By JIM MAURER
Leah Cole, executive director of Hancock County CASA/GAL, told the county commissioners Thursday afternoon the program which assists children in abuse and neglect situations needs more money.
While the commissioners affirmed the need, they approved a contract with the organization Thursday for the same amount as last year, $19,500 maximum with $7,000 upfront and $350 payment per case.
The commissioners can amend the amount later in the year through a contract change, Commissioner President Tim Bechtol said.
An increase in caseloads for each of the agency’s four paid staff and about 30 volunteers who serve as “advocates” has put the organization in a bind at mid-year, Cole said. For instance, last year at mid-year, Cole said she had three cases, but this year she has 31 cases.
The Court Appointed Special Advocate/Guardians-ad-litem program assists children caught in the court system through poor choices by parents or guardians, such as drug abuse.
The United Way of Hancock County reduced the organization’s allocation by 20 percent from $123,600 last year to $98,880 this year. United Way changed its funding allocation system for this year to maintain reserve funds.
“We don’t have the ability to make it through the year,” Cole said without additional funds. “I really can’t cut people.”
She asked for commissioners to reconsider the proposed contract. She asked for an increase to $47,000 with a cap of $50,000.
Commissioner Mark Gazarek suggested a meeting with Juvenile Court Judge Kristen Johnson, the United Way, the Findlay-Hancock County Community Foundation and CASA/GAL personnel to discuss the funding situation. Commissioner Brian Robertson agreed a meeting would be helpful.
Robertson said the commissioners have received requests from county departments for expenses of more than $1 million over the budgeted amounts. The Department of Jobs and Family Services recently was allocated an $98,000 for housing youngsters outside their residence to protect them.
“What we do is mandated by law,” Cole said. “Each child requires a guardian-ad-litem. What we do is important.”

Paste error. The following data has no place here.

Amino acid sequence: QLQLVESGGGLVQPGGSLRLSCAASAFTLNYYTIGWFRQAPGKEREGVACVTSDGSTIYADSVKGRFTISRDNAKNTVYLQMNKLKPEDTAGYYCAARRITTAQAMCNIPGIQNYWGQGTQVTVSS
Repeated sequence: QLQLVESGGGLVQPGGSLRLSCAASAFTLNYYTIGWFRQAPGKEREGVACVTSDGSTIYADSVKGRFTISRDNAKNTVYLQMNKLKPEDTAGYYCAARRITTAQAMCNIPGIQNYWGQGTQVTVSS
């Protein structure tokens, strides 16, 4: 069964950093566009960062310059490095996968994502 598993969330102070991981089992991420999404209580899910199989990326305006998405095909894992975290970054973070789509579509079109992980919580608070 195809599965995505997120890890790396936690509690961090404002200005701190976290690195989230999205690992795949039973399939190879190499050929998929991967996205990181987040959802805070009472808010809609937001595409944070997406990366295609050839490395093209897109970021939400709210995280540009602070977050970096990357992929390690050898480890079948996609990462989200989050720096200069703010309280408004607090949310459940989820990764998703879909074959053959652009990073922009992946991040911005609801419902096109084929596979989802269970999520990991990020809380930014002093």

“We get it, we understand,” Gazarek said. “Your organization should be priority number one. We need to look at other funding sources.”
The opioid crisis has disrupted families and each case involves at least nine different county departments as it proceeds through the courts, he said. Each of the departments need funds to handle the increased load.
While the United Way reduced funding, the agency received about a $44,000 increase from a federal Victims of Crime Act grant. Last year’s grant was for $55,921 and this year it was $99,888.
Earlier Thursday, Courtney Comstock, operations manager at Litter Landing recycling center, gave an update on operations at the site. The reintroduction of accepting glass for recycling isn’t making money yet, but resolves a community desire to have the service, she says.
While the glass doesn’t have to be sorted by residents, Litter Landing personnel are crushing the glass which allows more tons of glass to be transported and increases the amount received for the glass. From April into June, four trips have been made to Rumpke, the Dayton vendor who accepts the glass, with tonnage of material increasing from 8 to 13.6. The county receives $10 per ton and has a fuel cost of $112 to $120 per trip.
A total of 1,661 tires from 300 vehicles were collected during last weekend’s annual event, she said.
A new service, being established at Litter Landing soon, will be acceptance of clothing and textiles for recycling. The Clothes Bin, a franchise company, will place a bin at the East Sandusky Street facility, probably near the electronics recycling bin.
Litter Landing will receive a monthly check from the Bowling Green company, which will pay 7 cents per pound. Items include clothing, outerwear, footwear, undergarments, accessories, handbags and linens. The company will maintain the bin, which will have an electronic sensor monitor.
By recycling unusable items, it keeps the items out of the landfill, where about 85 percent of discarded clothing and textiles are dumped, according to 2012 U.S. Environmental Protection Agency information.
There is no cost, responsibility or liability to the county for the service.